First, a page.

Luven fires through the ranks, at a disadvantage, and hits anyway with a 16; he does 18 points of damage even including his 4d6 sneak attack. He kills his foe.

Now the grimlocks are up. First all the guys next to Adzeer’s guardian have to deal with it – three get more or less vaporized, using up the 60 HP of capacity that the thing provides. That’s a nice hit, but still leaves us with six to the south and ten to the west.

Two attack Breena, both hitting. She’s a Grimlock magnet, but her damage taken is halved since she’s raging. Only 4 HP taken. Two attack and miss Adzeer; all the Grimlocks advance down the corridor, and now Nosphryc is sword-out.

He strikes one twice, killing him. Adzeer casts Spiritual Weapon, and a ghostly blade appears. 

We actually discuss this rule for quite a while. Was not clear to everyone in the same way.

Anyway he hits once with the ghostly weapon, and once physically. A total of 20 HP later, and his foe drops.

Breena takes down two, the second with a mighty blow for 17 HP in one shot.

Dante misses again with his firebolt; he’s 0 for 3. Luven klls one for 26 HP – he’s very dead – with his light crossbow.

The Grimlocks attack. One hits Adzeer for 5 HP, and two hit Nosphryc for 10 HP total. 

Nosphryc takes down one next to Luven, leaving him room to use his crossbow. He hits a second foe, but not enough to kill him. Adzeer misses with his Spirit Weapon, but hits hard with a melee attack, killing another.

Breena steps up to the plate with a critical hit for 20 HP, murderizing another. She spins, and attacks the one Nosphryc hit, hitting him and dropping him for 13 HP, enough to ruin his day as well. Dante finally connects with a firebolt, doing 13 HP of flaming death. He’s toast. Grimlock: it’s what’s for dinner! Grimlock: the other white meat. 

Hey, that’s what they get when their battle cry is “YUMMY YUMMY EAT EAT!”

We speculate that this is either the worst ambush ever, or a clever drain on our resources before a real fight.

At this point, we’re down to but four Grimlocks; they flee. One triggers two attacks of opportunity, one from Luven, another from Nosphryc – he dies. Another triggers a spiritual hammer and mace attack from Adzeer, and again takes 15 HP on the first attack, making the second irrelevant. 

Luven decides to give chase; he hits one hard in the back, but doesn’t kill him. We joke that the Grimlocks have isolated the gazelle from the herd. Luven kills one on an attack of opportunity as he flees, and then runs down and kills the last one.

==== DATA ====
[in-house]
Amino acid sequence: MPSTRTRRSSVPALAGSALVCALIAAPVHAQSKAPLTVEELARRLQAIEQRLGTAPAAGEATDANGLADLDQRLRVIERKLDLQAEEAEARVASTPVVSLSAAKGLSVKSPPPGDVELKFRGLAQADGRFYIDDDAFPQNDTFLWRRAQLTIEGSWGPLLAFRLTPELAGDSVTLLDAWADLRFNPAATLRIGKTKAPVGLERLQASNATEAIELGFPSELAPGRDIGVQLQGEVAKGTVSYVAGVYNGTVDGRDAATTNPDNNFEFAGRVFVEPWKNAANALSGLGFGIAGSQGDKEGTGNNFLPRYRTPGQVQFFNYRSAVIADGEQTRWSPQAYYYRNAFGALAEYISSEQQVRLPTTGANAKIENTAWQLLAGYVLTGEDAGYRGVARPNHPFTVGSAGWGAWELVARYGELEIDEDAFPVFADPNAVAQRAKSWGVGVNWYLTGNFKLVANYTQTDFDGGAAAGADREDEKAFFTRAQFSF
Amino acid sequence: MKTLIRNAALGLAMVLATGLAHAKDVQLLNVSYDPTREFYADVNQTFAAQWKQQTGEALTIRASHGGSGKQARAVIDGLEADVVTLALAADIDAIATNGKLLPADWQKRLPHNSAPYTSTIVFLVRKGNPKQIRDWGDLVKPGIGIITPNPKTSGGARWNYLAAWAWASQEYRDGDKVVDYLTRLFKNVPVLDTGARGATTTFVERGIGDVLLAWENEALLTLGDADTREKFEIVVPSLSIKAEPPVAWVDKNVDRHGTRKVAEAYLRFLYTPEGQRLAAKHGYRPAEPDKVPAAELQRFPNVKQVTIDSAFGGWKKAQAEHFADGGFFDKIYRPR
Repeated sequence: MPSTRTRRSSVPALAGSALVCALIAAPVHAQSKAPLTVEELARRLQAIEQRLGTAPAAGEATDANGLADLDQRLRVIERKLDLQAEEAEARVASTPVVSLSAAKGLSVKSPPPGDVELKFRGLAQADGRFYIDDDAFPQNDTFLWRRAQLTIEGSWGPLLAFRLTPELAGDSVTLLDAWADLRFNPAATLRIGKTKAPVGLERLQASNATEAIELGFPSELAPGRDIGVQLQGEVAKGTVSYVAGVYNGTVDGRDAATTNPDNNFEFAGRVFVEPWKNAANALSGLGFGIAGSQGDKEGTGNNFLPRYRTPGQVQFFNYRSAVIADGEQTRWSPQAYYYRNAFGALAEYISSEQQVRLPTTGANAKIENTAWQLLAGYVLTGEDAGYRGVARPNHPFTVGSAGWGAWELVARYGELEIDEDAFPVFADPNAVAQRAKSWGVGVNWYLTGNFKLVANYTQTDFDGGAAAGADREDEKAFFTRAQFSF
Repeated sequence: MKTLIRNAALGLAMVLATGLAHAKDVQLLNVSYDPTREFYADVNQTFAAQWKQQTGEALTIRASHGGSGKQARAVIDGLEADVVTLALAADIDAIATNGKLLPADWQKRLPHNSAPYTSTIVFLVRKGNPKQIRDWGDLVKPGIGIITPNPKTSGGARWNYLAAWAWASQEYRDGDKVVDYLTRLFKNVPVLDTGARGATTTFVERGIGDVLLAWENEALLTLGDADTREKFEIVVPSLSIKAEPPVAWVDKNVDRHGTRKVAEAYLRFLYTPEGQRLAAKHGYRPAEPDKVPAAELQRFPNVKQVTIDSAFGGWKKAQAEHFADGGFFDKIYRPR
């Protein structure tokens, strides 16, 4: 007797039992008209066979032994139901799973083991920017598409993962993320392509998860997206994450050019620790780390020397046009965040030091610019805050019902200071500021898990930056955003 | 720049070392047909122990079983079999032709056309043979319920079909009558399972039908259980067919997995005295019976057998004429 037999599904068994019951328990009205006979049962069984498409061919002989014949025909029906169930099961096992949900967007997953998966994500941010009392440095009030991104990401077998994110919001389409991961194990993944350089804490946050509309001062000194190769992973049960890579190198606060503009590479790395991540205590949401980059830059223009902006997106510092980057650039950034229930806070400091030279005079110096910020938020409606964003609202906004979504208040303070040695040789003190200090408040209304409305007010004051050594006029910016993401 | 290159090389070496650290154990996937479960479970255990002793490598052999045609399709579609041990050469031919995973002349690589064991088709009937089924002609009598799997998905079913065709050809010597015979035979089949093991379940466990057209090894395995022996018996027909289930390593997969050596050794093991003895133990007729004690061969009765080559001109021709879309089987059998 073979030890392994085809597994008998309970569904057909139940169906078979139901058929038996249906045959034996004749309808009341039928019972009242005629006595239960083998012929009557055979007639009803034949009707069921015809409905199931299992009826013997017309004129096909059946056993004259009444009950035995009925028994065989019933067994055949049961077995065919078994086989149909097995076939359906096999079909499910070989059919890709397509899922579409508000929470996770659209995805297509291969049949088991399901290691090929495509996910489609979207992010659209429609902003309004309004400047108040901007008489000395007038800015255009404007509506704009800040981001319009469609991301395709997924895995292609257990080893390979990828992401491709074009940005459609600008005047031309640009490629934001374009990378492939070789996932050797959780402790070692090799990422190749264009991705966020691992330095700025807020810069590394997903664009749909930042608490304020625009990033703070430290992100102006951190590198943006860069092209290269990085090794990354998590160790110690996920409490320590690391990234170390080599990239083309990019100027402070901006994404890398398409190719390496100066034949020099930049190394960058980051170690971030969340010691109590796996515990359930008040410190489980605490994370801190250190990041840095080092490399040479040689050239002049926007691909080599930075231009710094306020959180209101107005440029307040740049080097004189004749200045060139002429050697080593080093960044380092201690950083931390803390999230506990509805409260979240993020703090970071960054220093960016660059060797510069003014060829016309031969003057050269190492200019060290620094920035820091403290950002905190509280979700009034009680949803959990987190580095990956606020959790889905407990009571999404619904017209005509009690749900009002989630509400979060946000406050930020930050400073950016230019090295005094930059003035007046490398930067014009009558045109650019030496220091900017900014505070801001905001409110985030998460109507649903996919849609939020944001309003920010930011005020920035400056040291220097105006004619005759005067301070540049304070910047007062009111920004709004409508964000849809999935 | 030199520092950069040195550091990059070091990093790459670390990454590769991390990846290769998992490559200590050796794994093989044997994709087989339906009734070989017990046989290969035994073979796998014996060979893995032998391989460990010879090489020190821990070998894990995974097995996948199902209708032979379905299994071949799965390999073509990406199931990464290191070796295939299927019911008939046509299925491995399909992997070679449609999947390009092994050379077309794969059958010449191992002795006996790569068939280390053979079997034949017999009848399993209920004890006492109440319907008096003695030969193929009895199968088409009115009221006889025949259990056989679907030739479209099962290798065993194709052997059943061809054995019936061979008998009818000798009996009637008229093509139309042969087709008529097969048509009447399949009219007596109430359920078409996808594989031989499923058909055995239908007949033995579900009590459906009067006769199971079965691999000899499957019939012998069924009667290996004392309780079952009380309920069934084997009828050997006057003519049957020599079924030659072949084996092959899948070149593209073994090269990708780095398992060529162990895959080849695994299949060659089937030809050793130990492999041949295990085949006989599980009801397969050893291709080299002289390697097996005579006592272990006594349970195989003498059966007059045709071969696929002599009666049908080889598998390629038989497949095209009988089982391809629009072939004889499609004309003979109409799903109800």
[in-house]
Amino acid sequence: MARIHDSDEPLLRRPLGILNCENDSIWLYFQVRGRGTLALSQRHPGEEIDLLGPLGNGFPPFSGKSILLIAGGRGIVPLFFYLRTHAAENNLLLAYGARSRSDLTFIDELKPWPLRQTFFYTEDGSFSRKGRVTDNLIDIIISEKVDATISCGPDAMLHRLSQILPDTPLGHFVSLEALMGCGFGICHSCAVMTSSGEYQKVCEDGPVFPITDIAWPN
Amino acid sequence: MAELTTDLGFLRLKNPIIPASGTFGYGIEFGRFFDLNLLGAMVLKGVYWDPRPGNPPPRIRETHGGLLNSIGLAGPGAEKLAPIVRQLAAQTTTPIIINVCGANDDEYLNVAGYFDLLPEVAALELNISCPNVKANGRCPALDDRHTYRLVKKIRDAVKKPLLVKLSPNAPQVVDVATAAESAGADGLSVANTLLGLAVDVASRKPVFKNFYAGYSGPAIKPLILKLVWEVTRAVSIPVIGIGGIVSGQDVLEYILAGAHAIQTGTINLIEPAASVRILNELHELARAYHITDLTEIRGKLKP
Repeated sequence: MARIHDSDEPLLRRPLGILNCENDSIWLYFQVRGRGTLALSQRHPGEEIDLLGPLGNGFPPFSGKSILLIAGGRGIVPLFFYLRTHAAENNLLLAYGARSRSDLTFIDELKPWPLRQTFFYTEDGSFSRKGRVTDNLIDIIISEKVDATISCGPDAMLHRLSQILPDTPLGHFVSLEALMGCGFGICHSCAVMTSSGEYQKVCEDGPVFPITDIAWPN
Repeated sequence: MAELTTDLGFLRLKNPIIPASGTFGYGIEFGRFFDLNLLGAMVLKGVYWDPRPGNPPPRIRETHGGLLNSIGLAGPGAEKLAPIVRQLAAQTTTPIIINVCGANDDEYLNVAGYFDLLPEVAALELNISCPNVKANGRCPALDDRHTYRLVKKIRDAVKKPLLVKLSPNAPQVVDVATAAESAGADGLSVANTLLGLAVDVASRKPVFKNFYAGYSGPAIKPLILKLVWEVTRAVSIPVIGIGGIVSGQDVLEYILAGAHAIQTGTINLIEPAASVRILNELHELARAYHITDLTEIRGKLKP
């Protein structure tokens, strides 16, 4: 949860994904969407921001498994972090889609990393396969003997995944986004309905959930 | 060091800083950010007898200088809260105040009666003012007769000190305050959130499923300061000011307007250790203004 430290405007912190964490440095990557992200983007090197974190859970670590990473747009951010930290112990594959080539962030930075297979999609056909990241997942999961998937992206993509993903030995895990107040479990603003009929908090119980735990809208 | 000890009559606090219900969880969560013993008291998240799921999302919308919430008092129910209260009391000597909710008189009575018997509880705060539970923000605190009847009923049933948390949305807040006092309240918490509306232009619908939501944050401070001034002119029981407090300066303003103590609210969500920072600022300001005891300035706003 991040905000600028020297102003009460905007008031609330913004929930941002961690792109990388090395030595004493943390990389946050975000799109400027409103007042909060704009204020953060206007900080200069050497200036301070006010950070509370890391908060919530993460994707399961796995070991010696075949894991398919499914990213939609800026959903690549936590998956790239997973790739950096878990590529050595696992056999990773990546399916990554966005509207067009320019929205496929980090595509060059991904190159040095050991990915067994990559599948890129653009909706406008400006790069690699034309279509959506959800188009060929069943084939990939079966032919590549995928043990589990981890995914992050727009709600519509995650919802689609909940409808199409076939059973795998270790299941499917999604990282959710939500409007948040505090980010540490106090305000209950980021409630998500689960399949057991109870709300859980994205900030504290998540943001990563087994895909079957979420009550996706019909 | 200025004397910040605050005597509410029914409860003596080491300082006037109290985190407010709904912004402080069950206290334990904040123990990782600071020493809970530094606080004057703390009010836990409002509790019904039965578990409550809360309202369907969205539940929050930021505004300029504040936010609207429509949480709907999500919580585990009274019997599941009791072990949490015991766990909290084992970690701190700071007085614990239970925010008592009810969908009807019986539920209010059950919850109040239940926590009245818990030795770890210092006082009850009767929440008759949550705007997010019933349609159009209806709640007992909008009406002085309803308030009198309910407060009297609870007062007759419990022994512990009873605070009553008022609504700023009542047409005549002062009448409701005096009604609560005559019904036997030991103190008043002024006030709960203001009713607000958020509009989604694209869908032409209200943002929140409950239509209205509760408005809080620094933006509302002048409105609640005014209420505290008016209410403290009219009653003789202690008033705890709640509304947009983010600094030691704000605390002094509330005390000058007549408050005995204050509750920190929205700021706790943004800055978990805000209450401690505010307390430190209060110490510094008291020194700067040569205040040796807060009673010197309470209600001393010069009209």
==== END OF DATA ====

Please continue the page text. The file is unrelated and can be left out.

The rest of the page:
Upon searching the bodies, we find many have a rough cloth bag, most with meat in them. One with a pink diamond (worth 5,000gp), and one with a plush figurine. Of a mind flayer. Yikes.

It could be used as a fetish, but Grimlocks were once the slaves of mindflayers, and they still venerate them. So it could be a holy symbol, a security blanket, or a freakin’ chew toy. No idea.

We continue to explore, looking for the primary room where the dual-pronged ambush came from. We find it – a 40×120+ foot room with pillars supporting a tall ceiling. We check both the pillars and the walls with the Finding Lens, but it’s just a big ol’ room, with periodic pile of poo where the Grimlocks did their thing. Luven, with an eye for treasure, finds something sparkly in the poo – he uses Slight of Hand to nab it. 

We contemplate taking a long rest – and decide to take one. We hole up where we fought the southern wave of Grimlocks, making a 300-like wall of Grimlocks 

We let Breena’s Bear take a watch, then Dante and Nosphryc, then Adzeer and Luven take their turns, and a long rest is embarked upon. We hear sounds of dripping water and the occasional scuffle, the first watch is as still as death. During the second watch, far off in the distance, there is a horrible wailing scream . . . then nothing. The third watch passes without incident as well. We’ve passed around magical items that we can’t attune to, the most notable being a Cloak of Protection (+1).

***

It’s about 8:30 – we end there. We got 3,010 XP.

We then discuss the attunement rules. We talk about attuning to 2+Proficiency bonus. And a few other options, but no resolution is found just yet.

We started out remembering that we had some magic items to divvy out, since last time we forgot to distribute the freakin’ Ring of Zombie protection.

There were lots of dead undead (?!), and a human figure with a wooden stake driven through the visor of his helmet. The mail is decent quality; this guy was no slouch. Well, other than getting a stake driven through his face, after which slouching was the order of the day, really.


Everything magical/non-weapony from last few sessions:

  • Potion of Gaseous Form
  • Potion of Animal Friendship
  • ring of zombie protection (disadvantage to attacking zombies)
  • Magic Helmet
  • 4 vials healing potion (1d8+1)
  • Dante (Chris): 10 vials holy water
  • 10 flasks of holy water (a flask is 5 vials)
  • 5 flasks oil
The helmet was the one with the stake jammed through it, but Adzeer knows the Mend cantrip. That fixes up the helmet, and a quick scan reveals a Detect Undead spell on it. 
We agree that it must have had a very short range. We are informed it’s a 60′ range. It’s a greathelm, so we give that to Nosphryc ’cause he can wear it, and the ring of Zombie protection to Breena.